What is phonics?

Phonics is nothing more than a systematic method of teaching sounds conveyed by letters and groups of letters, and includes teaching children to combine and blend these to read or write words. Sounds easy doesn’t it. Well it is, but you need to have a plan in place. And that is why we created the Phonics Museum.

You may ask what age should I begin teaching my child to read? In one way I would say the day they are born, but of course I don’t mean that literally. But, you can begin playing songs that teach the alphabet and sounds each letter makes very early in a child’s life. Before you know it your three year old can recite the alphabet. About the age of four or five you can begin a formal approach to teaching phonics. At age three or four you can start to show the child the written form of the alphabet. It is easy to play a game where you hold up a card and ask the child what letter is this. After they can identify their letters they are definitely ready to start a bit more formal approach to learning to read.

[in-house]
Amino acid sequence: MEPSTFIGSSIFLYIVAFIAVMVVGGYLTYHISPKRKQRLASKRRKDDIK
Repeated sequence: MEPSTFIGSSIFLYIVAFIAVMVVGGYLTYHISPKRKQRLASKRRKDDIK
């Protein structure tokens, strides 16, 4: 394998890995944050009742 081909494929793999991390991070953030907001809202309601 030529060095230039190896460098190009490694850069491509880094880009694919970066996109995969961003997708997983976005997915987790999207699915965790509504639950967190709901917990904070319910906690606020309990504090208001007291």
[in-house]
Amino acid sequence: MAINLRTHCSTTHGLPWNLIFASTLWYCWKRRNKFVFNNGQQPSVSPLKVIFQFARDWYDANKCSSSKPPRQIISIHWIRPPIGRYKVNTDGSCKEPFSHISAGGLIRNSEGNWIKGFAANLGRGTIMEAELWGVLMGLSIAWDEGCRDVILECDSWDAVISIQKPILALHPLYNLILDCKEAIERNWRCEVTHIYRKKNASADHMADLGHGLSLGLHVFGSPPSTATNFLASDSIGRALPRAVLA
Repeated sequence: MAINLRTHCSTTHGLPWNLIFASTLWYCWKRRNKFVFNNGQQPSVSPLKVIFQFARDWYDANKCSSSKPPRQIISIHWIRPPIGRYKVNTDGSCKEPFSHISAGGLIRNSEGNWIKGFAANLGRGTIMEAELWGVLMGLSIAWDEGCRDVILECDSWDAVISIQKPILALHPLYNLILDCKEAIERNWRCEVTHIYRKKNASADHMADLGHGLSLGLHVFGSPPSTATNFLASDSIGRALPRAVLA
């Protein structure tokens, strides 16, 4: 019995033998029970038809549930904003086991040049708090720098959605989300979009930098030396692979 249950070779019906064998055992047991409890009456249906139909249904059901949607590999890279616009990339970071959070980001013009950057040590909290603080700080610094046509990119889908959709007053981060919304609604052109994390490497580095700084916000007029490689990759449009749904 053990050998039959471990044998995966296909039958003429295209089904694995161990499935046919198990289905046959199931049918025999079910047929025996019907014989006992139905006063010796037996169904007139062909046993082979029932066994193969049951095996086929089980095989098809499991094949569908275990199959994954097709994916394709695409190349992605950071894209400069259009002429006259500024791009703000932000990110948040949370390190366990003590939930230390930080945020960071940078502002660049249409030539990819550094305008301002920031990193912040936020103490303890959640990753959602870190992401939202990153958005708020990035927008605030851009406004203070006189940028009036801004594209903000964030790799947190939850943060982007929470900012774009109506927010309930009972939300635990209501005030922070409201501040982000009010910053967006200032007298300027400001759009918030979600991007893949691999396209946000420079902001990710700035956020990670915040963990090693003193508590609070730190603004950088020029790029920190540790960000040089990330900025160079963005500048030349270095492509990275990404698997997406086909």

We have studied many various phonics curricula and have considerable of experience working with many of them. Our research, including historical standards and methods, convinced us that children would be much better off if the content they were reading had some meat to it. Consequently, we set out to create a program that had Biblical and historical content and also made use of the soundest phonetic/linguistic principles and methods found throughout history.

Teaching children to read is not a complex or complicated process. We know that alphabet tablets date back to Ancient Egypt where they were baked tiles that had been scratched or etched. Looking back to the founding of Plymouth Colony, we see that children were taught to read from a hornbook. The hornbook was an alphabet board which was covered in front with a thin sheet of horn to prevent it from being soiled. The horn, harvested from cattle, was heated to make it malleable and then pressed until thin and translucent/ Hornbooks were used because actual books were so precious children were not permitted to use them.